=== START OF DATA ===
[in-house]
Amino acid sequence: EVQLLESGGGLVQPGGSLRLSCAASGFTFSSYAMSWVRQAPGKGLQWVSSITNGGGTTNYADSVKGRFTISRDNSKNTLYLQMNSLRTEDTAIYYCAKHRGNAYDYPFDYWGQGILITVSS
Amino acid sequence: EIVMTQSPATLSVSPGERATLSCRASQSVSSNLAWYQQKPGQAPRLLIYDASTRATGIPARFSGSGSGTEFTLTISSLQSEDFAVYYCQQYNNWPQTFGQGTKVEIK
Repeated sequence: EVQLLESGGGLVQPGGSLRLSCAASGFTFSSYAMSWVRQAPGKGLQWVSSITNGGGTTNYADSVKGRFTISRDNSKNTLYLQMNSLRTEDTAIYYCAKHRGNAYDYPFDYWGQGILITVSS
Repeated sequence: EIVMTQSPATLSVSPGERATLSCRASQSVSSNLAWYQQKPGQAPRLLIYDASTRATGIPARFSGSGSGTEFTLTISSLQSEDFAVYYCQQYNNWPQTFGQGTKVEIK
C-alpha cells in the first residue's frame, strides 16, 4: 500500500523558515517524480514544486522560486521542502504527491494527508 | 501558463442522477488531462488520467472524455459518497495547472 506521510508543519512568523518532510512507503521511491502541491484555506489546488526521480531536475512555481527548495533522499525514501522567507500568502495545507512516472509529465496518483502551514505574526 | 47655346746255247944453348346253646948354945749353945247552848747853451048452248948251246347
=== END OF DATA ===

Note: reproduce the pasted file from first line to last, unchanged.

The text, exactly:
[in-house]
Amino acid sequence: EVQLLESGGGLVQPGGSLRLSCAASGFTFSSYAMSWVRQAPGKGLQWVSSITNGGGTTNYADSVKGRFTISRDNSKNTLYLQMNSLRTEDTAIYYCAKHRGNAYDYPFDYWGQGILITVSS
Amino acid sequence: EIVMTQSPATLSVSPGERATLSCRASQSVSSNLAWYQQKPGQAPRLLIYDASTRATGIPARFSGSGSGTEFTLTISSLQSEDFAVYYCQQYNNWPQTFGQGTKVEIK
Repeated sequence: EVQLLESGGGLVQPGGSLRLSCAASGFTFSSYAMSWVRQAPGKGLQWVSSITNGGGTTNYADSVKGRFTISRDNSKNTLYLQMNSLRTEDTAIYYCAKHRGNAYDYPFDYWGQGILITVSS
Repeated sequence: EIVMTQSPATLSVSPGERATLSCRASQSVSSNLAWYQQKPGQAPRLLIYDASTRATGIPARFSGSGSGTEFTLTISSLQSEDFAVYYCQQYNNWPQTFGQGTKVEIK
C-alpha cells in the first residue's frame, strides 16, 4: 500500500523558515517524480514544486522560486521542502504527491494527508 | 501558463442522477488531462488520467472524455459518497495547472 506521510508543519512568523518532510512507503521511491502541491484555506489546488526521480531536475512555481527548495533522499525514501522567507500568502495545507512516472509529465496518483502551514505574526 | 47655346746255247944453348346253646948354945749353945247552848747853451048452248948251246347